In this period of time the trend in tobacco smoking were in decline until 1994 when they remained constant. In general what this statistics imply is that the smoking prevalence in Britain may have begun to be constant at a rate of one smoker in every for individuals among the adults. The trends here show that the number of women smokers was also getting closer to that of their male counterparts of which stand at 28% as compares 29% in men by 1994. Smoking among the young too increased in this period especially among the teenagers. Despite the low prevalence percentage as compared to preceding periods, the worry was about the stability trend. The trend showed that unless action be taken the prevalence rate in Britain would have begun to rise again CITATION Roy00 l 1033 ( Royal College of Physicians of London. Tobacco Advisory Group., 2000)Smoking during pregnancy was an issue of concern especially among the young and unemployed ones. This is because during this time much awareness had been created about the negative effects of smoking especially in pregnant women. Smoking in pregnancy had been known to cause immature birth and the children of mothers who smoked during pregnancy risked “neo-natal mortality or sudden infant death syndrome, of asthma or wheezing illness in the first years of life CITATION Roy00 l 1033 ( Royal College of Physicians of London. Tobacco Advisory Group., 2000).” On the other hand there was public perception that smoking during pregnancy affected the normal growth of the child both physically and intellectually. With this kind of information within the public a pregnant woman smoking was seen as not caring of the wellness of her child. Although a large number of women continued to smoke during pregnancy, statistics by the Health Education Authority (HBE) in 1999 showed that 10% of women who were smoking before pregnancy stopped the habit.
Much awareness was also created of how smoking is likely to affect people who are not smokers but come into contact with the smoke. It was well known that an individual smoking in public is likely to cause more harm to individual who inhale the smoke. In that regard the government came with rules meant to discourage smoking in the public. This was based on acceptance even among the smokers that non-smokers had rights to a clean environment. It is in this period that the government adopted policies that limited places where an individual could smoke. This was aimed at discouraging further increase in the number of smokers who could be easily influenced and also meant to protect the rights of non-smokers.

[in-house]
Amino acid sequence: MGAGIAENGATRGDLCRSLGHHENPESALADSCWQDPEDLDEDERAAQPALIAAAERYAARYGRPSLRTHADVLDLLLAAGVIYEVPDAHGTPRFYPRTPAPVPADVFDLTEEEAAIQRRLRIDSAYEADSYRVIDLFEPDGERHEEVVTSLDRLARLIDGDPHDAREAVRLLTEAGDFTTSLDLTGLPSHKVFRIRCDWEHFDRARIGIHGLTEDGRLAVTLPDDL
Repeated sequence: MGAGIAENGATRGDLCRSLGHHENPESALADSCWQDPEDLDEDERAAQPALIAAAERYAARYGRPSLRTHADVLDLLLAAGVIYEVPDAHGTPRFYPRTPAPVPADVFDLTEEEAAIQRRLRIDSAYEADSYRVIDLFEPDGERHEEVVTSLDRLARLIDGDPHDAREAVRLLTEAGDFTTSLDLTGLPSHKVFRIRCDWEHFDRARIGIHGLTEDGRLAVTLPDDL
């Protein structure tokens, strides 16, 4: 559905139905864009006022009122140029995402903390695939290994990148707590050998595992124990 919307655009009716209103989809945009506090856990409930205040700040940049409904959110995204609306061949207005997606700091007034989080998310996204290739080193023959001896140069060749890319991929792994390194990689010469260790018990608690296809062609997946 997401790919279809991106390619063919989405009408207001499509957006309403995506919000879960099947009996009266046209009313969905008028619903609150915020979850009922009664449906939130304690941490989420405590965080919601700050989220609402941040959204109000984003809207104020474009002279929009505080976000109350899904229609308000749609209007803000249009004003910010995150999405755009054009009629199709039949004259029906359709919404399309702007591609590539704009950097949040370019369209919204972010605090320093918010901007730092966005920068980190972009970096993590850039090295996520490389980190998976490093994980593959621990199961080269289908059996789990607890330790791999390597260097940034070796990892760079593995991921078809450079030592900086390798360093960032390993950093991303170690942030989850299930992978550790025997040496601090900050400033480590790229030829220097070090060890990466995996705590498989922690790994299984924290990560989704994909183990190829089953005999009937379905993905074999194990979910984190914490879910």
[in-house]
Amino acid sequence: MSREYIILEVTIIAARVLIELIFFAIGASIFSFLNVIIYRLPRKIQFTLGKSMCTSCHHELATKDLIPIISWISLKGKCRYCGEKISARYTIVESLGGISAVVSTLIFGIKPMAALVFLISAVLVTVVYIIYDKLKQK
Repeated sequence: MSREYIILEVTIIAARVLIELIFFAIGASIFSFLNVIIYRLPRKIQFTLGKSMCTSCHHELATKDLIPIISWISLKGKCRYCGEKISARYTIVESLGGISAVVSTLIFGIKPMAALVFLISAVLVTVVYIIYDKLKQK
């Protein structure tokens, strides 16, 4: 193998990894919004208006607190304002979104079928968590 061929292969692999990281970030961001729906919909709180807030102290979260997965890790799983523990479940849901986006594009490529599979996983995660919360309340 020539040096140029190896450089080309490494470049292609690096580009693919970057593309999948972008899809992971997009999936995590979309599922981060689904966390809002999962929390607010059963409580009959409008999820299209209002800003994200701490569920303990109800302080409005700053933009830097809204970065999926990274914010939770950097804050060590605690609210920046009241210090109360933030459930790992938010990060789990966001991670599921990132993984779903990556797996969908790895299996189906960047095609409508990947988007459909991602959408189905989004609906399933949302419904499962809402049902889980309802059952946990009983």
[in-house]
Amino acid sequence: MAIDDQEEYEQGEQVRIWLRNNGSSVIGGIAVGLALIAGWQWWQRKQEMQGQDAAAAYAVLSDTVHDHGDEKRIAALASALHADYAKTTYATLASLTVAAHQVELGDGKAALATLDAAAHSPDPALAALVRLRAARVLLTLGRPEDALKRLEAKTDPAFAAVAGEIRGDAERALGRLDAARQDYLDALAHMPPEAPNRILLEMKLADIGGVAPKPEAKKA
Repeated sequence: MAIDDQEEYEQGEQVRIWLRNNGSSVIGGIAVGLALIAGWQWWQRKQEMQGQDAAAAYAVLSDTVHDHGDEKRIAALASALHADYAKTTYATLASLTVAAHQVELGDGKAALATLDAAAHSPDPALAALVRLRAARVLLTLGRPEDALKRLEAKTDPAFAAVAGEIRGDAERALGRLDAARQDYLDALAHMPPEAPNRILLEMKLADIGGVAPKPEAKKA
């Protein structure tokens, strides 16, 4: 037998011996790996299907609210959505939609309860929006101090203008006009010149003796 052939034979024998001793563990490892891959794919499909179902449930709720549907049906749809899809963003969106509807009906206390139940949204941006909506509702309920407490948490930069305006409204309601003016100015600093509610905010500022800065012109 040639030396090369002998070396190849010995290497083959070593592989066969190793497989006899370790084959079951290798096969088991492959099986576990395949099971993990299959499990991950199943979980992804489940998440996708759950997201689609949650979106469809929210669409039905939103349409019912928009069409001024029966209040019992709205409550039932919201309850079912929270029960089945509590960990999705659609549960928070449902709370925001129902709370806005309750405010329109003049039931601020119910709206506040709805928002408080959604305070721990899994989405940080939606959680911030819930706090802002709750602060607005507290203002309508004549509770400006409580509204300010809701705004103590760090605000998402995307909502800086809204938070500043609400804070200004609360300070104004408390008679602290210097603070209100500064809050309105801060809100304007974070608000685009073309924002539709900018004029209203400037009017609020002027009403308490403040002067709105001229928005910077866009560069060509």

To curb smoking the British government put more efforts in price increase through the use of taxes. However, this did not been seem to work due to various reasons attached to smoking among them being the addictive nature of the product. It is well known that nicotine substance contained in tobacco is addictive and price increase could not prevent individuals from continuing to use the product. On the other hand the legality of tobacco made it is easier for smokers to get it from cheaper sources that taxation didn’t affect.The government also turned to campaigns through the media that targeted the youth to discourage the habit among them being banning of cigarette adverts. However, such campaigns were known to have poor results in terms of outreach among the young people. The hurdle the government was facing here is that in this period the young were affected as compared to the later whereby focus was put more on the adult population.
The actions by the government to put restrictions on smoking were of great importance to the society. Within this period of time most firms in the UK were manufacturing their products outside the country unlike in the 1974-1984 when tobacco products were produced locally. This meant that no jobs were created for the locals within the country unless in fields like sales, marketing and distribution. Looking into the retail sector cigarettes were sold as secondary products since retailers had other products they majored in hence low returns from the tobacco products. On the side of the consumer it is known that in UK tobacco products are priced in a way that most of the cost is excise duty. This implied that expenditure on the products did not stimulate the economy high as compared to other goods bought by the consumer (Ewles, 2005).
Through the restrictions imposed the society benefited in terms of cost savings and a healthier population. This in turn benefitted both the government and citizens through saving on funds that could otherwise be used for health purposes. On the other hand the efforts to curb smoking were of great help to the future generation which could easily adopt to low smoking rates. Rules on public smoking also played an important role in societal wellbeing as they gave non-smokers their rights of a clean and healthy environment.
Owing, J. H. (2005). Trends in smoking and health research. New York: Nova Biomedical Books.
Royal College of Physicians of London. (2000). Nicotine addiction in Britain: A report of the Tobacco Advisory Group of the Royal College of Physicians. London: The College.
Ewles, L. (2005). Key topics in public health: Essential briefings on prevention and health promotion. Edinburgh: Elsevier Churchill Livingstone.